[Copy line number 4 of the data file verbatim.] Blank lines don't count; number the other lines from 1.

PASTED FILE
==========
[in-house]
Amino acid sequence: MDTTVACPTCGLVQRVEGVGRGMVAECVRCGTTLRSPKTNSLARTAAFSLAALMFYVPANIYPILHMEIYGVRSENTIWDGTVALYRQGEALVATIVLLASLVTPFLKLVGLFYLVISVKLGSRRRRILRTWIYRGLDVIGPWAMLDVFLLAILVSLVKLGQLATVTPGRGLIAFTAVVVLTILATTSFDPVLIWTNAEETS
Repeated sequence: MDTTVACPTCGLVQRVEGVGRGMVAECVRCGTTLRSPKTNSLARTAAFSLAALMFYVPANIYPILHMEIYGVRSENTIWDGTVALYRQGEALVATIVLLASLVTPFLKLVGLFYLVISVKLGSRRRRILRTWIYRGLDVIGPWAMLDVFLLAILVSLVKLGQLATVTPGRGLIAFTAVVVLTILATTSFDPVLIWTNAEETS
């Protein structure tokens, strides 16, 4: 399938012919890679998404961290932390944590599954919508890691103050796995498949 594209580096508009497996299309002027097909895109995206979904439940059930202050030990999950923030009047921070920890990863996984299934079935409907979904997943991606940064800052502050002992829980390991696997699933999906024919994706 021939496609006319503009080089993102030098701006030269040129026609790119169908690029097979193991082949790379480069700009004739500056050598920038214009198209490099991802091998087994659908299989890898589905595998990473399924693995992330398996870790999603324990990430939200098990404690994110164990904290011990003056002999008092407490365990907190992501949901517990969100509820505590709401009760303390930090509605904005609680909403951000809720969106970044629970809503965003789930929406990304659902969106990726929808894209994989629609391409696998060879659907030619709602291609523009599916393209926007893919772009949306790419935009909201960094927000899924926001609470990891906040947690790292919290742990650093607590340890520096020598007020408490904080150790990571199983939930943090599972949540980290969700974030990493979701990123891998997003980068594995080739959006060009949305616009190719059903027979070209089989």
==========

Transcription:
């Protein structure tokens, strides 16, 4: 399938012919890679998404961290932390944590599954919508890691103050796995498949 594209580096508009497996299309002027097909895109995206979904439940059930202050030990999950923030009047921070920890990863996984299934079935409907979904997943991606940064800052502050002992829980390991696997699933999906024919994706 021939496609006319503009080089993102030098701006030269040129026609790119169908690029097979193991082949790379480069700009004739500056050598920038214009198209490099991802091998087994659908299989890898589905595998990473399924693995992330398996870790999603324990990430939200098990404690994110164990904290011990003056002999008092407490365990907190992501949901517990969100509820505590709401009760303390930090509605904005609680909403951000809720969106970044629970809503965003789930929406990304659902969106990726929808894209994989629609391409696998060879659907030619709602291609523009599916393209926007893919772009949306790419935009909201960094927000899924926001609470990891906040947690790292919290742990650093607590340890520096020598007020408490904080150790990571199983939930943090599972949540980290969700974030990493979701990123891998997003980068594995080739959006060009949305616009190719059903027979070209089989």